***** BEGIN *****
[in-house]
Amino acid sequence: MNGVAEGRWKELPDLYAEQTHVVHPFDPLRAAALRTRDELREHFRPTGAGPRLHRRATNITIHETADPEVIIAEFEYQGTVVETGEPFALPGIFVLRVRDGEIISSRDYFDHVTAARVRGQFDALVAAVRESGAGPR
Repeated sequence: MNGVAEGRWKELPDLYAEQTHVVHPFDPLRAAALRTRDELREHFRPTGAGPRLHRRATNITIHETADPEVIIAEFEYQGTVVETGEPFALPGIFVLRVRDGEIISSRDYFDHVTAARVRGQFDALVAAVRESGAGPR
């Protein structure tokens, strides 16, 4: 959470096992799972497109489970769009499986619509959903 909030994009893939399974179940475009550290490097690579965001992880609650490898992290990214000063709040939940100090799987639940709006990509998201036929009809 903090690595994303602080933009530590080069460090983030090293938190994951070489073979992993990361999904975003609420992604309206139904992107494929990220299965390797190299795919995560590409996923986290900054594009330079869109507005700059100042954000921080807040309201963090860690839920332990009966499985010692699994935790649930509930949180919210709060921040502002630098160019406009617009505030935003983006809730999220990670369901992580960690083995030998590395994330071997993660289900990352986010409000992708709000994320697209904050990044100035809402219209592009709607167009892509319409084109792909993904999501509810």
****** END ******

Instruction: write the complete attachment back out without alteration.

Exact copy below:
[in-house]
Amino acid sequence: MNGVAEGRWKELPDLYAEQTHVVHPFDPLRAAALRTRDELREHFRPTGAGPRLHRRATNITIHETADPEVIIAEFEYQGTVVETGEPFALPGIFVLRVRDGEIISSRDYFDHVTAARVRGQFDALVAAVRESGAGPR
Repeated sequence: MNGVAEGRWKELPDLYAEQTHVVHPFDPLRAAALRTRDELREHFRPTGAGPRLHRRATNITIHETADPEVIIAEFEYQGTVVETGEPFALPGIFVLRVRDGEIISSRDYFDHVTAARVRGQFDALVAAVRESGAGPR
């Protein structure tokens, strides 16, 4: 959470096992799972497109489970769009499986619509959903 909030994009893939399974179940475009550290490097690579965001992880609650490898992290990214000063709040939940100090799987639940709006990509998201036929009809 903090690595994303602080933009530590080069460090983030090293938190994951070489073979992993990361999904975003609420992604309206139904992107494929990220299965390797190299795919995560590409996923986290900054594009330079869109507005700059100042954000921080807040309201963090860690839920332990009966499985010692699994935790649930509930949180919210709060921040502002630098160019406009617009505030935003983006809730999220990670369901992580960690083995030998590395994330071997993660289900990352986010409000992708709000994320697209904050990044100035809402219209592009709607167009892509319409084109792909993904999501509810």